Chipper Jones, Jim Thome, Scott Rolen, Andruw Jones, Johan Santana, Johnny Damon, Omar Vizquel,
Hoffman, Guerrero, Martinez, Clemens, Bonds, Mike Mussina, Curt Schilling
Most Likely To Be Elected
Chipper Jones, Thome, Hoffman and Guerrero
If you thought the election of three candidates in 2017—and of 12 over the past four cycles, something unseen since the first four Hall of Fame classes from 1936 to '39—meant that the ballot traffic was abating, think again. Judged simply on JAWS, next year's ballot will introduce as many newcomers who are above the standards at their positions (three) as were just elected.
But wait, there's more. Six candidates who received at least 50% are returning: the aforementioned quintet of Hoffman, Guerrero, Martinez, Clemens and Bonds, plus Mussina. Not since 1952 have we seen a ballot with half a dozen such holdovers; that year, only the top two holdovers from '51—Harry Heilmann and Paul Waner—were elected. We've seen five candidates with at least 50% return to the ballots in 1978, '82 and '84; a grand total of four such holdovers were elected in those years, with a pair of first-ballot line-cutters named Hank Aaron and Frank Robinson going in as well.
All of which is to say that even with the BBWAA moving to mandatory transparency—every ballot will be published a week after election, which won't preclude voters from sharing them beforehand—there aren't going to be enough votes available to make everybody happy. But right now, it does look possible for the writers to produce just the fourth four-man class ever and the second in four cycles; in 2015, the previous year's near-miss Craig Biggio joined first-ballot locks Randy Johnson, Pedro Martinez and John Smoltz.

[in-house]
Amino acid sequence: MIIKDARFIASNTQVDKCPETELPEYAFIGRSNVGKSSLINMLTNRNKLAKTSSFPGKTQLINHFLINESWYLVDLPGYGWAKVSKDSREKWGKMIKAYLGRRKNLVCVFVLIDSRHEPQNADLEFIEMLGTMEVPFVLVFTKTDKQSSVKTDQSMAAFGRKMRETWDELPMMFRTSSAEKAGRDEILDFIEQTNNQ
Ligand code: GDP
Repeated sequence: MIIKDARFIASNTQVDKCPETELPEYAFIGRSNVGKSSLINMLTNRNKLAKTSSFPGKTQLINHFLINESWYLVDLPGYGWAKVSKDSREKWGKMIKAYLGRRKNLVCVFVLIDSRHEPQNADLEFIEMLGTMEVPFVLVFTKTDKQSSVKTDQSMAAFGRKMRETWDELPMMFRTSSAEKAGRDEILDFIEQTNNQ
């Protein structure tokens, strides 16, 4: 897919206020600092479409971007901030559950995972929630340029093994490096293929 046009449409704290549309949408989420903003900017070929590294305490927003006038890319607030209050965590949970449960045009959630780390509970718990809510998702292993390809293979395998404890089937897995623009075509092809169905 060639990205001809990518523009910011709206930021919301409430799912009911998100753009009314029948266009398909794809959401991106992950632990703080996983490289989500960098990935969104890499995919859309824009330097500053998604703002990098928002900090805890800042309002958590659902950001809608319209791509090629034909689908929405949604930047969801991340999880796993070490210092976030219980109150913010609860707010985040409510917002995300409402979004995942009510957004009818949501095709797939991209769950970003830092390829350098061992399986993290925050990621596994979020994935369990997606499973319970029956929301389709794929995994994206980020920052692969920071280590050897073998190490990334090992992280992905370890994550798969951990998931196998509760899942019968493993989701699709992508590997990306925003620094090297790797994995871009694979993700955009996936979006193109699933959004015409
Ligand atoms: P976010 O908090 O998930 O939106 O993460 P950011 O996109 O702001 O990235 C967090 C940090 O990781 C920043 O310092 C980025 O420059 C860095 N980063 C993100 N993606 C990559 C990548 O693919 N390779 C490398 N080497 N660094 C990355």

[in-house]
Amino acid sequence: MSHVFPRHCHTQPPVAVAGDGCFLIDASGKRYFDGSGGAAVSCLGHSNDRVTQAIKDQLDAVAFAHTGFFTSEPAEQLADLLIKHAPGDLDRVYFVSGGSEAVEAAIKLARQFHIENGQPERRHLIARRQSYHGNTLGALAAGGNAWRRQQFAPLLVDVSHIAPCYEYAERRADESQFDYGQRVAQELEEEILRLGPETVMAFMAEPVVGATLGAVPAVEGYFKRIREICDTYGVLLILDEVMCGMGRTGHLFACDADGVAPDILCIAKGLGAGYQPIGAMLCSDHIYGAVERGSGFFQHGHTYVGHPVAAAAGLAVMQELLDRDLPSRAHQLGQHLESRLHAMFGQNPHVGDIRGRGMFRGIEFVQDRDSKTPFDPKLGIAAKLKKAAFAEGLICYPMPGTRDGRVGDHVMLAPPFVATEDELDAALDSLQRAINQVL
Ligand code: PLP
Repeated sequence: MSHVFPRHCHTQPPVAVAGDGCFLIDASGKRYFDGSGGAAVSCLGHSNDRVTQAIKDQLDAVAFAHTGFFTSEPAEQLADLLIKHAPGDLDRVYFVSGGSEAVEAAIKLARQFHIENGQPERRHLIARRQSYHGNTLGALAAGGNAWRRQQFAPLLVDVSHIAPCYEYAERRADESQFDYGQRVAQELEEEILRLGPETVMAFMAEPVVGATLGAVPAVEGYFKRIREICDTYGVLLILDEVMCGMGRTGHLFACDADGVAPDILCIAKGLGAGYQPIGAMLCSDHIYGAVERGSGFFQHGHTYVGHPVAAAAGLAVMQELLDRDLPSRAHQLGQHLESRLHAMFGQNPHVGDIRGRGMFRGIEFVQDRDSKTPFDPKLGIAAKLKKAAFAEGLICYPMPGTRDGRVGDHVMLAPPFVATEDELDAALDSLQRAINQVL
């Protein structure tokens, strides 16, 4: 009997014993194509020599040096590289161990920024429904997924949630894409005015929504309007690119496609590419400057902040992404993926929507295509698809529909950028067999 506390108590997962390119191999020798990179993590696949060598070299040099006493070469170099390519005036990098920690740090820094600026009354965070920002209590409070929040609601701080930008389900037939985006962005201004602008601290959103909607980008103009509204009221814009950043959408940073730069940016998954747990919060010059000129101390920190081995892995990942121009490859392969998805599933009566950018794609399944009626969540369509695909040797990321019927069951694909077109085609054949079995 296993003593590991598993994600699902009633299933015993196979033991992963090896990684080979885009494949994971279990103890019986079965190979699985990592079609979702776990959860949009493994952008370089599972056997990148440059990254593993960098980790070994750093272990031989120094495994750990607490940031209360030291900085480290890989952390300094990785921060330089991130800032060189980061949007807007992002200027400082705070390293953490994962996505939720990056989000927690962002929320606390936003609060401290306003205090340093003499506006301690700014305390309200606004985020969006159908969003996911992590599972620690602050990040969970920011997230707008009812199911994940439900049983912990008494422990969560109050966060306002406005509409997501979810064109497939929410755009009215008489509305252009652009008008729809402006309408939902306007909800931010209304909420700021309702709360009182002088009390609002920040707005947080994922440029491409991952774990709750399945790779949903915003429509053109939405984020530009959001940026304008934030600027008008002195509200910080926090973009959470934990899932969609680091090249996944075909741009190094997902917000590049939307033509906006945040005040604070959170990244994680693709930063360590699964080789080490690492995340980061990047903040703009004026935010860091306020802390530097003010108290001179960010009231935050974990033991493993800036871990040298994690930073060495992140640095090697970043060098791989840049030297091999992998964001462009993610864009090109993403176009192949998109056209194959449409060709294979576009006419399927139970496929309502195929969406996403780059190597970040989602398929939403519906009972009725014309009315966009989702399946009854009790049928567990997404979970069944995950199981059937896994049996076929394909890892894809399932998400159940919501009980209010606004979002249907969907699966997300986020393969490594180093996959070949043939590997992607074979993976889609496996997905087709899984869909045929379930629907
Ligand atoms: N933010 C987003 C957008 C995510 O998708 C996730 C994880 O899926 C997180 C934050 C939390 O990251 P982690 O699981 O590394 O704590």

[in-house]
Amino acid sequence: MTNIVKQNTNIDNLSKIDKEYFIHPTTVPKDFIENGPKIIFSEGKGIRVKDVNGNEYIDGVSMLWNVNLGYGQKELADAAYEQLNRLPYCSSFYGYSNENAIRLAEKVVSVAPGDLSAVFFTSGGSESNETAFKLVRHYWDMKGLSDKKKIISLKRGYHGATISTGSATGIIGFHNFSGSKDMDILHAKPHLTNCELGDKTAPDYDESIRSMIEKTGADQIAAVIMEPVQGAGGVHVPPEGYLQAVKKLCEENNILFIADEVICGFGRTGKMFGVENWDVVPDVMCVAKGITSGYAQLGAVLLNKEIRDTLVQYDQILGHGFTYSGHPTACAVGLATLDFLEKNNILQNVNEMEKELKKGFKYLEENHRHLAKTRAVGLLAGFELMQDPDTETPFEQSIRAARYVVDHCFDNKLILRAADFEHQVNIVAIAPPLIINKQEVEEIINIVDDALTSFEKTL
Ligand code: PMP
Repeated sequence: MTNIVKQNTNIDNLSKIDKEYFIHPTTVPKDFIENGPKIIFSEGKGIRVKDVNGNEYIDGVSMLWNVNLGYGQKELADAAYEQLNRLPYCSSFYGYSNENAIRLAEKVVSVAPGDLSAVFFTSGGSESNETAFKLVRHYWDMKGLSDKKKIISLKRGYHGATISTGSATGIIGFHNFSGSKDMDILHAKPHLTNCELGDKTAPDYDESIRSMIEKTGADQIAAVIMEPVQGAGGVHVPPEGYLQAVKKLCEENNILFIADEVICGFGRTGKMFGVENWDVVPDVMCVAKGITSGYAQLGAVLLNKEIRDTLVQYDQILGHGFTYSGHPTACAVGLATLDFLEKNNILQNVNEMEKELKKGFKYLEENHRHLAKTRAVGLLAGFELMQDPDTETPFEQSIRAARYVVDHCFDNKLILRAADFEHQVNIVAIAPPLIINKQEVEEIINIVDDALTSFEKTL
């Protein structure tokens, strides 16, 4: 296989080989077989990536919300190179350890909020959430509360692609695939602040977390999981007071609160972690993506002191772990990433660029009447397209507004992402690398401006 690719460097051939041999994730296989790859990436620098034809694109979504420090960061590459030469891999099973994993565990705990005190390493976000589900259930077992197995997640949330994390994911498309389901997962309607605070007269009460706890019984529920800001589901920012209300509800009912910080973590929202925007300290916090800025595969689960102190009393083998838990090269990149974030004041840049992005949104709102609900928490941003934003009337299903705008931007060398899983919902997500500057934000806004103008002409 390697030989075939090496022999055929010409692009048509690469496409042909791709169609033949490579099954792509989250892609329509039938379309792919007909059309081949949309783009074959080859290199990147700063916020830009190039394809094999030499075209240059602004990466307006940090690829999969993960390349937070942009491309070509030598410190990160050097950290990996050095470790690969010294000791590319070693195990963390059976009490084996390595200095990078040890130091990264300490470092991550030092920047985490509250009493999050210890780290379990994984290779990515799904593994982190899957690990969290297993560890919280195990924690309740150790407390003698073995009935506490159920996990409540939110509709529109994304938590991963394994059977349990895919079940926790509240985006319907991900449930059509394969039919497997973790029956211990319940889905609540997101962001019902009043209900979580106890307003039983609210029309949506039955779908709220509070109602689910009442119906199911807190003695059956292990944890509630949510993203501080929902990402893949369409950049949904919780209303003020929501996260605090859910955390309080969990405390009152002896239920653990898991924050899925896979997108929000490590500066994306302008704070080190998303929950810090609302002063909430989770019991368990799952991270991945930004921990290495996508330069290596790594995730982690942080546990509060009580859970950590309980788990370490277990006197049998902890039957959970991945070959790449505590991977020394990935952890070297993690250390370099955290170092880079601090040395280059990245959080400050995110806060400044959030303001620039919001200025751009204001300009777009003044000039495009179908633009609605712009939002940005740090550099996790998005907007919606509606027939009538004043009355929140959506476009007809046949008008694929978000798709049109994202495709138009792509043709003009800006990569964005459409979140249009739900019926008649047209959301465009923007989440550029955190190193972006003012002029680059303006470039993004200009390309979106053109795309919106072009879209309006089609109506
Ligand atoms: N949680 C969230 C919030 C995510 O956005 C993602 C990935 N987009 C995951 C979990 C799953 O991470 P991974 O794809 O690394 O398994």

Historically speaking, candidates who receive at least 70% but less than 75% tend to get in the next year. Since the writers returned to voting annually in 1966, 17 out of 18 candidates in that position with eligibility remaining—the exception being Jim Bunning, not once but twice—were elected the next year. That’s good news for Hoffman (74.0% in 2017, missed by five votes) and Guerrero (71.7%, missed by 15 votes).
As for the newcomers in 2018, Chipper Jones is a lock to waltz into Cooperstown. In recent years, the voters have shown a deep respect for the Braves' decade-and-a-half run as a National League powerhouse, and Jones's credentials (2,726 hits, 468 homers, eight All-Star appearances, an MVP award, the No. 6 ranking at the position in JAWS) and single-team status will be more than enough for him to join longtime teammates Greg Maddux, Tom Glavine and Smoltz and manager Bobby Cox in the Hall. Thome, whose 612 career homers and a lack of PED connections are his top selling points, may not be universally viewed as an automatic first-ballot vote, given that he never won an MVP award or a championship, was mediocre in the postseason and had just five All-Star appearances, but his prodigious power and good-guy reputation should carry the day.